Title: The Edge of Something
Author: Andi Loveall
Genre: Contemporary, New Adult Romance
Release Date: November 10, 2015
Publisher: Swoon RomanceSummary:
After a nasty breakup, twenty-two-year-old Devin Ashford is on a mission to travel the world one random excursion at a time. He wants to forget his ex, discover new experiences and end up with some awesome stories to tell. If it takes spending all of his savings to do it, he is ready.
His first stop is a communal homestead in the Appalachians of North Carolina, which turns out to be a bohemian paradise. The weed is plentiful, the owners adore him, and the very sight of Cora, their nineteen-year-old goddaughter, makes him want to set up a permanent camp.
Cora warns that she isn’t ready for a serious relationship, but Devin is falling hard. Playful kisses turn into passionate sex, and each day is spent connecting and enjoying the mind-numbing awesomeness—until he makes the mistake of saying “I love you.” Discussing the future kills the good vibes, and Cora pushes him away.
Pissed off and rejected, Devin begins preparing for his next excursion: backpacking India. But just when it’s time to go, the death of one of the homestead’s beloved animals leaves Cora upset and in need of a friend. Devin’s kindness wins him another shot at romance.
With a plane ticket in hand and his pride on the line, Devin and Cora find themselves teetering on the edge of something more.
She smiled, holding them out. “Would you like one?”
“Um. Yes. Don’t mind if I do.” He took it from her, letting his fingers rest on her hand a beat longer than necessary. If she noticed, she didn’t let it show.
“We just dug them up from the greenhouse this morning. They’re good. Raven doesn’t believe in peeling them because why waste the resources, you know?”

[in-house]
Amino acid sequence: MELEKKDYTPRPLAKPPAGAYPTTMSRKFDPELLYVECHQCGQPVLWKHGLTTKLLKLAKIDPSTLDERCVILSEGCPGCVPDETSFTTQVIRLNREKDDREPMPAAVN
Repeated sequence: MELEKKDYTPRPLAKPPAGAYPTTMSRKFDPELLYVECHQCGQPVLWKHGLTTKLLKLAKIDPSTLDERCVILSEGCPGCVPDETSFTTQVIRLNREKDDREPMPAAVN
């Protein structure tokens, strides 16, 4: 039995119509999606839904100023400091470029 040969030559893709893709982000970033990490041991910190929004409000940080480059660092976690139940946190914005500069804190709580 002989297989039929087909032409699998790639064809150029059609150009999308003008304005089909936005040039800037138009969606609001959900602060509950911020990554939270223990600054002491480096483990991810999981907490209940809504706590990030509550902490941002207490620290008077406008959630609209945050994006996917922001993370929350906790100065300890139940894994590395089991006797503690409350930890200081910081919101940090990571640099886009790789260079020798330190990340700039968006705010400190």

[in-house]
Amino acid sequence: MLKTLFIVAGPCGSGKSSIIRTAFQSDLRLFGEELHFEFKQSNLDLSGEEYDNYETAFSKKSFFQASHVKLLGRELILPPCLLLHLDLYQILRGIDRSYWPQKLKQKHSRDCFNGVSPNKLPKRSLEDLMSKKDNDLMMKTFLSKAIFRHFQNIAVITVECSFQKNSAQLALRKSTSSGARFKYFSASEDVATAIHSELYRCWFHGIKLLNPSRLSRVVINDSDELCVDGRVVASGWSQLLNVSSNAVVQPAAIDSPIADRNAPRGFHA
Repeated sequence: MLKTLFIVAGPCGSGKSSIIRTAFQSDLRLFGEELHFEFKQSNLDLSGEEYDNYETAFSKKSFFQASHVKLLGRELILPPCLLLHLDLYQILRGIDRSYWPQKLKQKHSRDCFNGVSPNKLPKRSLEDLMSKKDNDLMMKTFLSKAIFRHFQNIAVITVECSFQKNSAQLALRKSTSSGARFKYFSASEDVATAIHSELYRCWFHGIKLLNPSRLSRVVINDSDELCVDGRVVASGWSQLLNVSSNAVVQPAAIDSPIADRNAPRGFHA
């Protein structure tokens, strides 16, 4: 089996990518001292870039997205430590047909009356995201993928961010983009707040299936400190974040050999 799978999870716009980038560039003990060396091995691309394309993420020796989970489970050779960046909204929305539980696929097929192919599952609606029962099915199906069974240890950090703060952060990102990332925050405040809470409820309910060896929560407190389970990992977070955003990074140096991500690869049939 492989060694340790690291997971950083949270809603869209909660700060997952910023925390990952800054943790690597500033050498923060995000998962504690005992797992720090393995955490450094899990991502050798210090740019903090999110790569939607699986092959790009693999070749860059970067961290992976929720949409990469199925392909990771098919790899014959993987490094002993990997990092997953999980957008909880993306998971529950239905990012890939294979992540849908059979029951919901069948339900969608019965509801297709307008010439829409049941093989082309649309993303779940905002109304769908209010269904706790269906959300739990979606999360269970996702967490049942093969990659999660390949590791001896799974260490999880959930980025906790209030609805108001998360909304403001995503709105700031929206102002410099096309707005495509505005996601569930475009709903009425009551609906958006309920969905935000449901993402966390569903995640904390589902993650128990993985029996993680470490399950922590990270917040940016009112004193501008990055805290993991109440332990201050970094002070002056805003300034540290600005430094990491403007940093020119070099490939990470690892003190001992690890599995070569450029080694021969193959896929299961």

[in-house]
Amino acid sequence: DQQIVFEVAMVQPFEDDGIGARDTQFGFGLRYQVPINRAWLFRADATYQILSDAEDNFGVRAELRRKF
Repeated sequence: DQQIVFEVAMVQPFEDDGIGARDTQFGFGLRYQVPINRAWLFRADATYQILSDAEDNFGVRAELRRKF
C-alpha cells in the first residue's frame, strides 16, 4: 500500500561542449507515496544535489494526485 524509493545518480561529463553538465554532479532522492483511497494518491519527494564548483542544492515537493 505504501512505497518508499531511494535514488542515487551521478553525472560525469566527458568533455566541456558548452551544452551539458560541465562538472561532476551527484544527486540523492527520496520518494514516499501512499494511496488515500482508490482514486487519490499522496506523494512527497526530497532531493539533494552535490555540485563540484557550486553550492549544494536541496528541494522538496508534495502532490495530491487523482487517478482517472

He stuck the carrot between his teeth, secured his foot on the log fence, and hauled himself up. A sweet scent wafted over from her wet hair. It was pure and natural, like the earth after a rainstorm.
She looked over at him and narrowed her eyes. “Welcome to the fence.”
He laughed through the carrot and leaned forward, dropping it from his mouth into his hand. “Thank you, thank you.”
Judy was lumbering over. Cora leaned forward, holding out a carrot.
“Come here girl,” she said, feeding it to her. “Come here Rainbow.”
“I thought her name was Judy.”
“It is,” she said. “But I call her Rainbow. We were here visiting when Walter and Raven brought her home. They said we could name her — my sister and me. But we couldn’t agree. She wanted Mrs. Jenkins and I wanted Rainbow. We got in such a fight about it that Raven decided to name her Judy. It was this huge scandal, and I cried for like three days. Then, I realized I could just call her Rainbow.”
“How old were you when this happened?”
“This is good, by the way,” he said, chewing a bite of carrot. “Kind of outrageously good.”
“Carrots are such an all-or-nothing thing, too.”
“What do you mean?”
“Well … ” He swallowed. “Take garlic, for instance. It might be a little green in the middle, or a little too dry, but for the most part—obvious reasons such as spoilage aside—garlic is garlic. Onions are onions. And potatoes? Hard to go wrong with potatoes. If nothing else you can mash them up and you’re good to go. But with carrots, they’re either bitter and awful or completely amazing. There’s absolutely no middle ground.”
“What kind of weird carrot experiences have you had?” She laughed. “They’re almost always good.”
He made a grim face. “If only that were true. After being hit by a carrot truck and bashed in the head with a can of carrots by an unknown assailant, I can only assume the position the carrots have taken. This carrot here? It just might be a sign the war is over.”
“Maybe it was fate,” she said. “You having so many bad carrots. Now you can really appreciate the good ones.”
“I do appreciate,” he said, gazing at her.
Andi Loveall grew up in the blistering heat of California’s Central Valley and has since traveled far and wide in search of adventure and romance. From the steamy streets of Bangkok to the dancing fireflies of the Appalachians, the places, people and things she has seen have convinced her of two things: Life hurts no matter where you go, and the world is a crazy-beautiful place.
A freelance writer by day and storyteller by night, Andi is on a mission to create characters that come alive in worlds she can’t quite reach. When she’s not writing, she’s usually hula hooping, dying her hair bright colors or making delicious home-cooked meals for herself and the people that she loves.